Career, Work
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Why Equality is Critical: A Chat with Pax CEO Joe Keefe

“Trading on Diversity” panel on Oct. 28, 2014. Joe Keefe, center and Lauren Young far right. (Photo: Thomson Reuters)

I have said repeatedly — and publicly — that Joe Keefe is the perfect white male.

And here’s why:

As president and CEO of Pax World Funds, Joe Keefe is leading a movement to promote women in the workplace. Earlier this year, he teamed up with Sallie Krawcheck, a former Citigroup and Bank of America executive and one of the highest-ranking women in the history of Wall Street, to create the Pax Ellevate Global Women’s Index Fund. It tracks companies with the highest rating for advancing women’s leadership. Companies in the portfolio include Avon Products, where five of the beauty company’s 13 executives are women, including CEO Sheri McCoy and CFO Kimberly A. Ross. Another holding is consumer products giant Procter & Gamble, where women comprised 43.6 percent of management positions globally last year.

Keefe has dedicated his career to social change. He has served in politics and worked at several socially responsible investment firms.

He recently spoke on a panel I moderated about diversity and investing, sponsored by Thomson Reuters and the Women’s Bond Club.

At first I was kind of bummed to have him on the panel because I really wanted Sallie. But then I realized it’s so important to hear a man’s voice when you’re talking about women’s issues, because we can’t move forward without great men like Joe to help us.

When asked about why he’s such a strong supporter of women, here’s what he told me:

“I’m often asked, why does a man care so much about women’s equality? I think it’s akin to asking a white person during the 1960s why they support the civil rights movement, or a white South African 125 years ago why they were supporting Nelson Mandela and the struggle against apartheid.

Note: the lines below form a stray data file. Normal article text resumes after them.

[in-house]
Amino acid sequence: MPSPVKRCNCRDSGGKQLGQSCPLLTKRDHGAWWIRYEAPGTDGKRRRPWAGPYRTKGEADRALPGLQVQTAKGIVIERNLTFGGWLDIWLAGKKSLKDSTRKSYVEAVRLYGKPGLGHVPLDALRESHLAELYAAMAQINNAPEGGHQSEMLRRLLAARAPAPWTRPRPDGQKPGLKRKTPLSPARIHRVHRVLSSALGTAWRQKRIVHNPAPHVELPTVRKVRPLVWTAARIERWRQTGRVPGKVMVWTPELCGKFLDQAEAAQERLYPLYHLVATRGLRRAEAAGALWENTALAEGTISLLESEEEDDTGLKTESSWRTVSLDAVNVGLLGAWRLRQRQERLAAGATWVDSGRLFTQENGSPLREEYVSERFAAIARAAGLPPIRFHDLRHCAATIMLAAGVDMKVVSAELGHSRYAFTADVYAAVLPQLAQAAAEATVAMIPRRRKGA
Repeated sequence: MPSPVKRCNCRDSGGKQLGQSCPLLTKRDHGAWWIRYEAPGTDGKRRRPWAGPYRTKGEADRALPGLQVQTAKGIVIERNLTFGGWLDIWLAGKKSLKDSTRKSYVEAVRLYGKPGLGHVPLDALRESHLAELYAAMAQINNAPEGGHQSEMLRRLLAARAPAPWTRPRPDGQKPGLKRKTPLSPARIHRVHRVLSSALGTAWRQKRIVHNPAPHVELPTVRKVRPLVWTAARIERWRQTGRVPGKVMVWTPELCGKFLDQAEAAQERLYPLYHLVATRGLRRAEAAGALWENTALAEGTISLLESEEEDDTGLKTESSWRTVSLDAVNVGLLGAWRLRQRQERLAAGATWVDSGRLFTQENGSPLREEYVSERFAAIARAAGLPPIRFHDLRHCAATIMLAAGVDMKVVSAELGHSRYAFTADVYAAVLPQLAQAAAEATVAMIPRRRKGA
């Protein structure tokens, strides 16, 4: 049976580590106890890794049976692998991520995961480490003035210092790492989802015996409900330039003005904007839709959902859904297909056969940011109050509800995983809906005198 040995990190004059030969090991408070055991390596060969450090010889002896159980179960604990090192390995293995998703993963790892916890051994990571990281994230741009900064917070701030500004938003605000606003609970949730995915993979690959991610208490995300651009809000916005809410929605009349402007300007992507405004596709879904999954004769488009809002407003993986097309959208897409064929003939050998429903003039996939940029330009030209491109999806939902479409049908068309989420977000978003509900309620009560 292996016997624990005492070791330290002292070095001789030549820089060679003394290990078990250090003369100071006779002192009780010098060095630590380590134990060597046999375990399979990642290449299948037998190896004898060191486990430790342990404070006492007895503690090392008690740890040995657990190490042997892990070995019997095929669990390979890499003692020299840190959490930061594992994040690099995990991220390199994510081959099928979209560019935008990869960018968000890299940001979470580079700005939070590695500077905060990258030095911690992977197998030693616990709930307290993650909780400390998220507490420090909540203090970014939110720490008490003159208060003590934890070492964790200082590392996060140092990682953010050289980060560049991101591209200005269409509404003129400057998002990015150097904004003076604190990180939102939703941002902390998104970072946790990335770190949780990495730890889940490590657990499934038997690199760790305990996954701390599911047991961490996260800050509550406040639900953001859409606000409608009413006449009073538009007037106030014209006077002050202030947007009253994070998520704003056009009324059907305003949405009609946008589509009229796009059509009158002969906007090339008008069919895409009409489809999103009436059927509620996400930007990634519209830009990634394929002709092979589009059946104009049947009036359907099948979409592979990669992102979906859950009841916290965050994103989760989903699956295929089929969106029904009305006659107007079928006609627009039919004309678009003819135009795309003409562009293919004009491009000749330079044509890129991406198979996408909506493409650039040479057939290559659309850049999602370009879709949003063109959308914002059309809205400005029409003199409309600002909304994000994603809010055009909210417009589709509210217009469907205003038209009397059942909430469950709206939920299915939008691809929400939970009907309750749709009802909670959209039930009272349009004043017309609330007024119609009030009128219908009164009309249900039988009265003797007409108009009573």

There is a system of Jim Crow laws, there is still a system of apartheid, in effect around the world when it comes to women and girls. In advanced countries like the U.S., it’s more glass ceiling issues – women earning 77 cents for every dollar a man earns or women holding only 16 percent of Fortune 500 board seats. In other parts of the world, it plays out in women not being able to drive automobiles, or genital mutilation, or girls being subjected to horrific violence for the simple act of trying to attend school, or honor killings, or human trafficking.

I believe it’s the greatest human rights issue of our time. Not incidentally, it’s also the greatest economic issue of our time because there is so much value locked up inside these outdated, dim-witted patriarchal systems we allow to continue.

So much research suggests that companies perform better when women are in leadership positions. Conversely, when women aren’t represented, we are failing to realize value.

Gender equality can unleash an unprecedented period of economic growth. Doing the right thing is also doing the smart thing. It becomes an issue investors should care about. If investors invest in companies that promote women into leadership, they are going to make more money. It’s as simple as that.”

Filed under: Career, Work

by

Lauren Young

Lauren Young is the Wealth editor at Reuters, where she oversees personal finance, wealth management and investing coverage. Formerly of BusinessWeek and SmartMoney, you can find her on Twitter: @LaurenYoung

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